Even though null subjects have been extensively studied in the past four decades, there is a growing interest in partial null subject languages (e.g. Finnish) and a subtler classification of null subject phenomena overall. This volume aims at contributing to this trend, focusing on Slavic and Finno-Ugric groups, with some extension to Baltic and Samoyedic languages. Interestingly, these groups offer an impressive array of macro- and microvariation. Moreover, given an increasing interest towards the internal structure of the pronominal elements and the role of various types of topics in the left periphery of the sentence structure, the enterprise taken up in this book is to investigate lexical and null, referential and generic subjects in order to understand and compare their feature composition, licensing conditions, and structural properties. Rather than trying to squeeze the studied languages into a predefined set of parameters, this volume highlights some properties that may lead to a refinement of the existing generalizations. It brings together contributors from both generative and typological traditions and will be of interest to any researcher willing to investigate argument-drop in a wider crosslinguistic perspective.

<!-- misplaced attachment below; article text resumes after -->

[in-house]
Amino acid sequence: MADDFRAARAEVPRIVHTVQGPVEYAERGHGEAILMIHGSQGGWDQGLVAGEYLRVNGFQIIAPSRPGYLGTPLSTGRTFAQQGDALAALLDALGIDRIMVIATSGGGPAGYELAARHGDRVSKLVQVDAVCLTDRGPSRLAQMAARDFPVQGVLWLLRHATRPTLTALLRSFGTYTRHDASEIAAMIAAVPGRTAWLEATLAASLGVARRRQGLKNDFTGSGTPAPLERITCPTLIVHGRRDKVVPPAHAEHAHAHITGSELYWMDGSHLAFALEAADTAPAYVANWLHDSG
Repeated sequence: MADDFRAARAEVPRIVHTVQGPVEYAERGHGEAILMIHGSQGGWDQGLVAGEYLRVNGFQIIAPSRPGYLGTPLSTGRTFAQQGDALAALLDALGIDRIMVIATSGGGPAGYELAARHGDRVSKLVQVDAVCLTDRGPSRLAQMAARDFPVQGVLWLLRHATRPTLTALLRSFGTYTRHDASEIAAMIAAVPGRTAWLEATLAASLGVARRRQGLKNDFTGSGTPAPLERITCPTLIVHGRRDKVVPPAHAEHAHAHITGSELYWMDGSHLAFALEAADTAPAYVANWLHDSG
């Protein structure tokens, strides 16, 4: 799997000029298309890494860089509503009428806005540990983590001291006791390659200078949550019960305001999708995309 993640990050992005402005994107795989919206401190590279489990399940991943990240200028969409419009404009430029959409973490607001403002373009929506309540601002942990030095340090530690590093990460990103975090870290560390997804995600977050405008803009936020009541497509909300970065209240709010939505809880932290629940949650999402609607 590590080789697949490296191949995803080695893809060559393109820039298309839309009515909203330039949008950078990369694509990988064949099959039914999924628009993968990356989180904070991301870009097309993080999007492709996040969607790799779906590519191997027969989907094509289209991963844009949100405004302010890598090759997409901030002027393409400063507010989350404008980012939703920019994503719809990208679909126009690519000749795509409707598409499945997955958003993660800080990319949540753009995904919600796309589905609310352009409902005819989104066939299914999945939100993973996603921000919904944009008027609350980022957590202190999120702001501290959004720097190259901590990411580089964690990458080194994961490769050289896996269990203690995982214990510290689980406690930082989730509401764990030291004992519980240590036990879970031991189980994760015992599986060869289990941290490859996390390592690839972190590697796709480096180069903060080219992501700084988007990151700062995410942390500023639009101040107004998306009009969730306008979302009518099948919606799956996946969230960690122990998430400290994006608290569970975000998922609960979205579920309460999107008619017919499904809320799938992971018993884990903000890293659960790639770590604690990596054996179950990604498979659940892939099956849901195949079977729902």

Gréte Dalmi, Budapest, Hungary;
Egor Tsedryk, Saint Mary's University, Halifax, Canada.